Alan Nunn May

Alan Nunn May (2 May 1911 – 12 January 2003) was a British physicist, and a confessed and convicted Soviet spy, who supplied secrets of British and United States atomic research to the Soviet Union during World War II.

Alan Nunn May
Alan Nunn May

Early years, education

Nunn May was the youngest of four children of Walter Frederick Nunn May, a brassfounder, and Mary Annie, née Kendall. He was born in Bedruthan, Park Hill, Moseley, Birmingham, and educated at King Edward's School, Birmingham.[1] As a scholarship student at Trinity Hall, Cambridge, he achieved a first in physics, which led to doctoral studies under Charles Ellis and lectureship at King's College London.


Early Communist ties

Nunn May joined the Communist Party of Great Britain in the 1930s, and was active in the Association of Scientific Workers. Cambridge Five spy ring member Donald Duart Maclean was also at Trinity Hall during an overlapping period.

World War II

During World War II, he initially worked on radar in Suffolk, then with Cecil Powell in Bristol on a project that attempted to use photographic methods to detect fast particles from radioactive decay. James Chadwick recruited him to a Cambridge University team working on a possible heavy water reactor. The team was part of the British Tube Alloys directorate which was merged into the American Manhattan Project, the successful effort to create a nuclear weapon. In January 1943 the Cambridge team including Nunn May transferred to the Montreal Laboratory which was building a reactor at Chalk River near Ottawa, Ontario, Canada. His Canadian job ended in September 1945, and he returned to his lecturing post in London.

Soviet espionage

He had let his membership of the Communist Party lapse by 1940, but at Cambridge when he saw an American report mentioning that Germany might be able to build a dirty bomb, he passed this on to a Soviet contact. In Canada he was approached by Lieutenant Angelov of the GRU (Soviet military intelligence) for information on atomic research. He continued his espionage by secretly supplying small samples of the isotopes Uranium-233 and 235. The courier of these samples was not informed of the danger of radiation and developed painful lesions. He subsequently needed lifelong regular blood transfusions.[2] May also borrowed library research documents on nuclear power, many from the USA, for copying. The Canadian Royal Commission which later investigated said he was paid with two bottles of whiskey and at least $700 (Canadian); Nunn May said he accepted the money under protest and promptly burnt it. Angelov gave him details for a rendezvous with the GRU next to the British Museum in London after his return.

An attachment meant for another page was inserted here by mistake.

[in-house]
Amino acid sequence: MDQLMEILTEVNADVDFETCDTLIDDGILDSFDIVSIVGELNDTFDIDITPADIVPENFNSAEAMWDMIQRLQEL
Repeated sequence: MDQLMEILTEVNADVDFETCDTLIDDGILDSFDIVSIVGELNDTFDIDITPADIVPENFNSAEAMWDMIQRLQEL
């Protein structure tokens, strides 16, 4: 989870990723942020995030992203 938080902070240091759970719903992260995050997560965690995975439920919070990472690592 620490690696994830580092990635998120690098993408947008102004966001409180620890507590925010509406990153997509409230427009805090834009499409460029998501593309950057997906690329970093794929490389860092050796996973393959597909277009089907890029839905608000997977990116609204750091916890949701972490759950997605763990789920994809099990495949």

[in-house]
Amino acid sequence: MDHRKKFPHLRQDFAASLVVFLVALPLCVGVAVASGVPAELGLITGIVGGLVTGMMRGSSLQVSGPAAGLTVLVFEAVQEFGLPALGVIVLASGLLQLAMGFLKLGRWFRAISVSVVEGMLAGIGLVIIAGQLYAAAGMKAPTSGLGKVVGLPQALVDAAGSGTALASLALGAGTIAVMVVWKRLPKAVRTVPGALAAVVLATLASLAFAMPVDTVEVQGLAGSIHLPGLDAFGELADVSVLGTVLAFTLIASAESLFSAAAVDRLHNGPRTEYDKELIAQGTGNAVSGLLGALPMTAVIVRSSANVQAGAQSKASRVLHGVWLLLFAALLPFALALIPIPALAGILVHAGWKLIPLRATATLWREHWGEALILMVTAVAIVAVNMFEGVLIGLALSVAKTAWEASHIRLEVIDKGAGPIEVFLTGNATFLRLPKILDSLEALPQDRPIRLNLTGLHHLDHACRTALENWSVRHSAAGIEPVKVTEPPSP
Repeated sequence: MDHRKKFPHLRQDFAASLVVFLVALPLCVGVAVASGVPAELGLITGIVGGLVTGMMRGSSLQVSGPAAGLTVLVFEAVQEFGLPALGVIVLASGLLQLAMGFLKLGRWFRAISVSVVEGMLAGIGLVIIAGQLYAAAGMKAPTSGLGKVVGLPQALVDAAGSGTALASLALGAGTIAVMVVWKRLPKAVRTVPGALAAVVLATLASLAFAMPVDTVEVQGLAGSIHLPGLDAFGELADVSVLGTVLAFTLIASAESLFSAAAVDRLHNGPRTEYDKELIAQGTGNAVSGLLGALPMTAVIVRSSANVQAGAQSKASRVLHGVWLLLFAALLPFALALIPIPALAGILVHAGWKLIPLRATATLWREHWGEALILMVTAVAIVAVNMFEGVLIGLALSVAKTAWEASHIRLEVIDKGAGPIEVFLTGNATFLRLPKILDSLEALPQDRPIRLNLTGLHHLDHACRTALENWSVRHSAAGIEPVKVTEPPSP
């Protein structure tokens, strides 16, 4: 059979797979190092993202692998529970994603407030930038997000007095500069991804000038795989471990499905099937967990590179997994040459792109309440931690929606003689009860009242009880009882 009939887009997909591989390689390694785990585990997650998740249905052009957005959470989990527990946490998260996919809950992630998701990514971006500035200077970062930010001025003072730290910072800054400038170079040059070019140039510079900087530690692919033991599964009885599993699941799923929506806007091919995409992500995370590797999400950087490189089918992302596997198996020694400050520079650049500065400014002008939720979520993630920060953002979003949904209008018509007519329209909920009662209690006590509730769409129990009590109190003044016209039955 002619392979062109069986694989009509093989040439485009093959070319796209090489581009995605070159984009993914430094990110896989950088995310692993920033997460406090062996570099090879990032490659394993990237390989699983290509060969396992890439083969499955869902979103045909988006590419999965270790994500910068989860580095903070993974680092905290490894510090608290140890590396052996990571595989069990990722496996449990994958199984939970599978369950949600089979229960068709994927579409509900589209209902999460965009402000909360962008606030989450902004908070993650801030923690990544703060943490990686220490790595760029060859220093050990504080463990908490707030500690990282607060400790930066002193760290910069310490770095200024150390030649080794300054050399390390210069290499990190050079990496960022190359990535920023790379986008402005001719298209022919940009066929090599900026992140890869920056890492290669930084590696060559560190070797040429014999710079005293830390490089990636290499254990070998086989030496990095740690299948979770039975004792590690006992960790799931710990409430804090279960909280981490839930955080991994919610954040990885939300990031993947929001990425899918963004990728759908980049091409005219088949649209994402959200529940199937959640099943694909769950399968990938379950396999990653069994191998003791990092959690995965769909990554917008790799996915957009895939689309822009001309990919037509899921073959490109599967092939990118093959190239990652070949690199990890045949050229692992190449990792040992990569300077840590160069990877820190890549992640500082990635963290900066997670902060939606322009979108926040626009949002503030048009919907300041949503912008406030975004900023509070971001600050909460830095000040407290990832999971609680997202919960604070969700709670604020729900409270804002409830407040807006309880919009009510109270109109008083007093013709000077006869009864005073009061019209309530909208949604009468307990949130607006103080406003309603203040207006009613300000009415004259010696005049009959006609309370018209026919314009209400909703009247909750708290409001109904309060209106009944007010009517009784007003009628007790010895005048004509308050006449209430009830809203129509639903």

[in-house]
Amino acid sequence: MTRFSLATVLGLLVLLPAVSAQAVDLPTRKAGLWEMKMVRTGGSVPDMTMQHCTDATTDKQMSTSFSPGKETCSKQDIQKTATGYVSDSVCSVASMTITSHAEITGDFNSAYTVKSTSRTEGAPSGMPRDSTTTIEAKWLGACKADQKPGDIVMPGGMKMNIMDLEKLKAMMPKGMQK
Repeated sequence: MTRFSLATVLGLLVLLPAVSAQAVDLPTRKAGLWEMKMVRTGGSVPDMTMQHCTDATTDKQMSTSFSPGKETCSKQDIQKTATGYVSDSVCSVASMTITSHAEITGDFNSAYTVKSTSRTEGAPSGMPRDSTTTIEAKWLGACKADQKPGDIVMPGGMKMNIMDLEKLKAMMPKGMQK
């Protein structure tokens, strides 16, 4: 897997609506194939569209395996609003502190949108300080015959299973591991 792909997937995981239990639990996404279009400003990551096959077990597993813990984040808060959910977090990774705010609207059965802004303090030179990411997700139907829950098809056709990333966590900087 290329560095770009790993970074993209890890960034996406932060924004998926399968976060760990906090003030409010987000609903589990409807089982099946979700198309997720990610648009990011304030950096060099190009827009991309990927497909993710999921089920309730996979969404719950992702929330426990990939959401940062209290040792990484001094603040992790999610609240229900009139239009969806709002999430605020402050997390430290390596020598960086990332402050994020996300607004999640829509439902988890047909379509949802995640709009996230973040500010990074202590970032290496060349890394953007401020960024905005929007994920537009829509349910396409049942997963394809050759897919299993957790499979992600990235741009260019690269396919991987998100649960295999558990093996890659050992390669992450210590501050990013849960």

Convicted of espionage

A GRU cipher clerk in Canada, Igor Gouzenko, defected to the West in Ottawa in September 1945; this was right around the time when Nunn May's Canadian assignment ended. Gouzenko passed along copies of GRU documents implicating Nunn May, including details of the proposed meeting in London. Nunn May did not go to the British Museum meeting, but he was arrested in March 1946. Nunn May confessed to espionage. On 1 May 1946, he was sentenced to ten years hard labour. He was released in late 1952, after serving six and a half years.

May refused to define his actions as treason, claiming in a statement after his release from prison that he believed he had "acted rightly" and had acted as a spy because of being "wholeheartedly concerned with securing victory over Nazi Germany and Japan, and the furtherance of the development of the peaceful uses of atomic energy."[3]

Blacklisted from universities in Britain, Nunn May worked for a scientific instruments company,[4] then in 1961 went to work at the University of Ghana, where he conducted research in solid-state physics and created a science museum.[5]

Personal life, death

Nunn May's first name is sometimes spelled Allan with two L's, but the Oxford Dictionary of National Biography and the Encyclopædia Britannica both use Alan.[6]

In 1953, Nunn May married Hilde Broda, ex-wife of Engelbert Broda. They had a son, and a stepson from Hilde's previous marriage.

He returned to Cambridge in 1978, and died there in a hospital on 12 January 2003.[7] Cause of death was pneumonia and pulmonary disease.

A 2002 statement released after his death stated that he had no regrets about his spying activities. It was passed to The Guardian newspaper in 2003 having been dictated to a relative in late 2002.[8]


Nunn May's arrest and sentence in 1946 first showed publicly that the Soviet Union had obtained atomic secrets by espionage. His clearance by MI5 also led to American distrust of Britain, and the McMahon Act. He passed on information on atomic reactors, but unlike Klaus Fuchs (who was arrested in 1950) he knew little of weapon design.

Nunn May is a major character in the 2003 novel The Cloud Chamber, by Clare George, a fictional account of Cambridge physicists in the 1930s which centres on the scientific excitement of the interwar years contrasted with the vexing moral questions faced by scientists during World War II. The main character is a fictional physicist and pacifist who studied and worked at Cambridge's Cavendish Laboratory with Nunn May before the war. George's acknowledged inspiration for the story was her grandfather, a real-life physicist whose true story follows several of the particulars of her character, Walter Dunnachie.

See also


  1. ^ Cathcart, Brian. May, Alan Nunn (1911–2003). Oxford Dictionary of National Biography
  2. ^ Baggot, Jim (2009) Atomic: The First War of Physics, p. 379, Icon Books. ISBN 978-1-84831-082-7